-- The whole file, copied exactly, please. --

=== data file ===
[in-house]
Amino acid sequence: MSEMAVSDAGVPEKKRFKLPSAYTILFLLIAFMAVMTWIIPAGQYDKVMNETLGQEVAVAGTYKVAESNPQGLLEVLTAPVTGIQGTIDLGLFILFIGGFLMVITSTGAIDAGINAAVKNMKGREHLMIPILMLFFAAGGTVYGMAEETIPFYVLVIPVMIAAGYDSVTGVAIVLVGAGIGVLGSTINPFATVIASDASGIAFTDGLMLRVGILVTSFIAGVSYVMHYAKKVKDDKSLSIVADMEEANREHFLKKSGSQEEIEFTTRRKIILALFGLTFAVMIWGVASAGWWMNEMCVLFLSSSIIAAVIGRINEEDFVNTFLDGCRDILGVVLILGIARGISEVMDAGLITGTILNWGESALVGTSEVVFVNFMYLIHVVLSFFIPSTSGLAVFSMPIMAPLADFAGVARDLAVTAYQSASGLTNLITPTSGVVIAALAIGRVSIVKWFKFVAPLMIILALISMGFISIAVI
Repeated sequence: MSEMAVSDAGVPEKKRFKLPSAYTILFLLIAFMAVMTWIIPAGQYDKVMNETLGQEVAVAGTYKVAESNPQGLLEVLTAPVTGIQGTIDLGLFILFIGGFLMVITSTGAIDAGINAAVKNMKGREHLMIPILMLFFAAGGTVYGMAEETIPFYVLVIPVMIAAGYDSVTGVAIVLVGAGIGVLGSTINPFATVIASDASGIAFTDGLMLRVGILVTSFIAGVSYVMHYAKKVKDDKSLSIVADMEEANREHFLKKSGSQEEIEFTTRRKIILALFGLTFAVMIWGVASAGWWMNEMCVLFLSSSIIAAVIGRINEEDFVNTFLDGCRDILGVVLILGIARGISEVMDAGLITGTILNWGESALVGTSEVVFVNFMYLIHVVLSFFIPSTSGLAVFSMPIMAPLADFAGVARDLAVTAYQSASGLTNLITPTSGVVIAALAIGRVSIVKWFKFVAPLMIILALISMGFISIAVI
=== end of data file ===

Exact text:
[in-house]
Amino acid sequence: MSEMAVSDAGVPEKKRFKLPSAYTILFLLIAFMAVMTWIIPAGQYDKVMNETLGQEVAVAGTYKVAESNPQGLLEVLTAPVTGIQGTIDLGLFILFIGGFLMVITSTGAIDAGINAAVKNMKGREHLMIPILMLFFAAGGTVYGMAEETIPFYVLVIPVMIAAGYDSVTGVAIVLVGAGIGVLGSTINPFATVIASDASGIAFTDGLMLRVGILVTSFIAGVSYVMHYAKKVKDDKSLSIVADMEEANREHFLKKSGSQEEIEFTTRRKIILALFGLTFAVMIWGVASAGWWMNEMCVLFLSSSIIAAVIGRINEEDFVNTFLDGCRDILGVVLILGIARGISEVMDAGLITGTILNWGESALVGTSEVVFVNFMYLIHVVLSFFIPSTSGLAVFSMPIMAPLADFAGVARDLAVTAYQSASGLTNLITPTSGVVIAALAIGRVSIVKWFKFVAPLMIILALISMGFISIAVI
Repeated sequence: MSEMAVSDAGVPEKKRFKLPSAYTILFLLIAFMAVMTWIIPAGQYDKVMNETLGQEVAVAGTYKVAESNPQGLLEVLTAPVTGIQGTIDLGLFILFIGGFLMVITSTGAIDAGINAAVKNMKGREHLMIPILMLFFAAGGTVYGMAEETIPFYVLVIPVMIAAGYDSVTGVAIVLVGAGIGVLGSTINPFATVIASDASGIAFTDGLMLRVGILVTSFIAGVSYVMHYAKKVKDDKSLSIVADMEEANREHFLKKSGSQEEIEFTTRRKIILALFGLTFAVMIWGVASAGWWMNEMCVLFLSSSIIAAVIGRINEEDFVNTFLDGCRDILGVVLILGIARGISEVMDAGLITGTILNWGESALVGTSEVVFVNFMYLIHVVLSFFIPSTSGLAVFSMPIMAPLADFAGVARDLAVTAYQSASGLTNLITPTSGVVIAALAIGRVSIVKWFKFVAPLMIILALISMGFISIAVI